When I was in seminary in Chicago, I took an intensive class with a small group of people from all different faith backgrounds. One of my classmates was finishing his studies to become a Catholic priest and a monk. He used to describe the monastery he was going to live in to us. It sounded beautiful, but the one thing that most stuck with me was his description of the communion rail around the table. They had a polished wooden railing – like a lot of sanctuaries do – that ran all the way around the chancel in a big semi-circle. All the brothers could fit around it together as they gathered for communion. Outside the sanctuary, on the other side of the chancel wall, the circle was continued in stone, and it came together to make one big ring around the table. On this side of the circle was the monastery’s cemetery. Every time they gathered for communion, this circle reminded the living brothers of the monastery that they were also gathered with the dead brothers of the monastery. And they remembered that no matter which side of the wall they were on, they were all part of the one, same community.
Many of you know that, before I moved to Schuyler, I spent a year living in Las Cruces, New Mexico, doing my final year internship at Peace Lutheran Church. Las Cruces is in the way south part of New Mexico, just north of El Paso, Texas, which makes it less than an hour from “old” Mexico. It was an awesome and eye-opening experience to get to live in the borderlands for a whole year.
One of the most important things I got to do at Peace during my year there was to help develop a refugee hospitality ministry. We welcomed some of the many, many people from Central America who have come to the US seeking safety from dangerous situations in their home countries. These folks presented themselves to Border Patrol for asylum, and after processing them – getting their information, contacting their sponsor, and giving them an ankle monitor and a court date – ICE actually would actually drop them off right at the door of the church. And we’d take it from there. Continue reading “Sermon: Blind Healing the Blind”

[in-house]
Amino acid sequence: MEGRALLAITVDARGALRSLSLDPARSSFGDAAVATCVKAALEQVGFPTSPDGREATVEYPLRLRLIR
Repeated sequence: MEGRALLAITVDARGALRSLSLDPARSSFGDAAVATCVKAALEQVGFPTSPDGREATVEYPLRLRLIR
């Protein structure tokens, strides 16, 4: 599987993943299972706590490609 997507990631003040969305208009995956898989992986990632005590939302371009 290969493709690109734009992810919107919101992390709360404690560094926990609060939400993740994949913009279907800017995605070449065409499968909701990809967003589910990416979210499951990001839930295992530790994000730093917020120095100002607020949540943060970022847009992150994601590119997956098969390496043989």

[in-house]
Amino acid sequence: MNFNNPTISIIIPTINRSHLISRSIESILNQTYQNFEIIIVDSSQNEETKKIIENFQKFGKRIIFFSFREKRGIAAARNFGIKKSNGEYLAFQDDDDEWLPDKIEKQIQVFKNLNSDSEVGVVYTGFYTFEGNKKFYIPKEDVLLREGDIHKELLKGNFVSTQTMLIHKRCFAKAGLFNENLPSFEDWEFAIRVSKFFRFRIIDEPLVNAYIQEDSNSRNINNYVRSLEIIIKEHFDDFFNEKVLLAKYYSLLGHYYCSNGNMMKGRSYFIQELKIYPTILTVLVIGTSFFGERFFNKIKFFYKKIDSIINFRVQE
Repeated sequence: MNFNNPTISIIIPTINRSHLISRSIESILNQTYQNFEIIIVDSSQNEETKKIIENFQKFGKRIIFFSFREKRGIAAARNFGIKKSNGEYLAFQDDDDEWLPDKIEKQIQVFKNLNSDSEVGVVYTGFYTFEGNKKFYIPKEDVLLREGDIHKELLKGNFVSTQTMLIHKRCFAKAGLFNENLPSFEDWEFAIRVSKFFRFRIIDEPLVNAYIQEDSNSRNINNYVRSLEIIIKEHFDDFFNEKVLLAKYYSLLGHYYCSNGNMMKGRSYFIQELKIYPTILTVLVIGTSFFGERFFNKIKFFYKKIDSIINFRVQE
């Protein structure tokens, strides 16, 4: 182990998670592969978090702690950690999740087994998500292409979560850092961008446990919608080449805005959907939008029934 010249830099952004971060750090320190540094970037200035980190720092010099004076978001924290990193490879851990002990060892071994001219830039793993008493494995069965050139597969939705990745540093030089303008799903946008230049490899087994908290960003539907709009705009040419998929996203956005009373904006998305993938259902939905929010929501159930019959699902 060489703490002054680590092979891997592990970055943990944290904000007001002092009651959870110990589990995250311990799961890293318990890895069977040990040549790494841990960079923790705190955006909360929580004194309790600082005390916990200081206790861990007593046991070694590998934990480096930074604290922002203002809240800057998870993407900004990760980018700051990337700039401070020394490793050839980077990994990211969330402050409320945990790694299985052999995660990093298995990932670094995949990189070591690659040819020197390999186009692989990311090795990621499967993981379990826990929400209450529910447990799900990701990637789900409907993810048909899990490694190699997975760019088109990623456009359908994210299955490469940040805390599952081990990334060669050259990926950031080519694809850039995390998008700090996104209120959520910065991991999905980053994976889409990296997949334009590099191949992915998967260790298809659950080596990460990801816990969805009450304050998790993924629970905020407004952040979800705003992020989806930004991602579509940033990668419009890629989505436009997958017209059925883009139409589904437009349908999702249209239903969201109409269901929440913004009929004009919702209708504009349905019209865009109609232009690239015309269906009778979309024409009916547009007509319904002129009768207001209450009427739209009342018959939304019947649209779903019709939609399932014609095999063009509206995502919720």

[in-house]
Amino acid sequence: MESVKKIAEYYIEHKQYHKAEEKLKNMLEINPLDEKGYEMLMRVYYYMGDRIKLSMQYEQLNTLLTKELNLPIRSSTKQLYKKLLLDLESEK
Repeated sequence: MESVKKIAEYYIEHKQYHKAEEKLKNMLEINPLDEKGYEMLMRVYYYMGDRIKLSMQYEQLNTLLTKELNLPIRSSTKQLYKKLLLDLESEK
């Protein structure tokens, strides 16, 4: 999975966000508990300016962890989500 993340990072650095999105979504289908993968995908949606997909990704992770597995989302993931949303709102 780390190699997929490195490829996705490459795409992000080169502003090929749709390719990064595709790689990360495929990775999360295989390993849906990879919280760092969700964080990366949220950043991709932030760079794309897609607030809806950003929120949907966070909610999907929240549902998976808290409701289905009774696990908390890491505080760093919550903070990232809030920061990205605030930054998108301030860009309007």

This morning, we continue our journey through the gospel of Mark. We’ve been walking with Jesus and the disciples on the way to Jerusalem and the cross. And it seems like the closer we get, the harder Jesus’ teachings become. In the last few weeks, Jesus has told us we must be last of all and servant of all; he’s told us that we must lose our lives in order to find them; and just last week, he told us that if our eyes or hands or feet cause us to stumble, we should cut them off!
This is a rough, rough gospel text for today. With a text like this, instead of, “Praise to you, O Christ!” it kind of feels like a more fitting gospel acclamation would be just, “Wow, O Christ,” or even, “WTF, O Christ?”
And some of us may have already come to worship today carrying some pretty rough feelings. This has been a very difficult week in our nation. Many folks who have known the horror of sexual assault have been reliving some of their worst trauma this week. Many people have seen in these events their own experience of not being believed, whether it be about the truth of their experiences, or about their innocence in the face of harsh accusations. And I think all of us have probably been discouraged with the reminder of just how viciously divided our country has become. To those of you who are struggling, who are feeling raw and vulnerable today, I see you.
One summer, many years ago, I drove through a terrible, terrible storm. It was the fourth of July. My family and I had driven down to Norfolk, about an hour from my hometown, to go watch the fireworks. The show ended up getting cut short by a tornado warning, so we decided to hightail it out of there to try to get out of the storm’s path. By the time we finally got out on the highway, the rain was pouring down in thick sheets and the wind howled around us as it ripped through the darkness. It was pitch black and almost impossible to see anything, even the road. It felt like all I could do just to keep my car between the fog lines. But up ahead of me, I realized I could just make out two little red lights in the darkness – the taillights of my dad’s SUV. As I gripped the steering wheel of my car with white-knuckled hands, I kept my eyes on those lights and followed them all the way through the darkness to home and safety.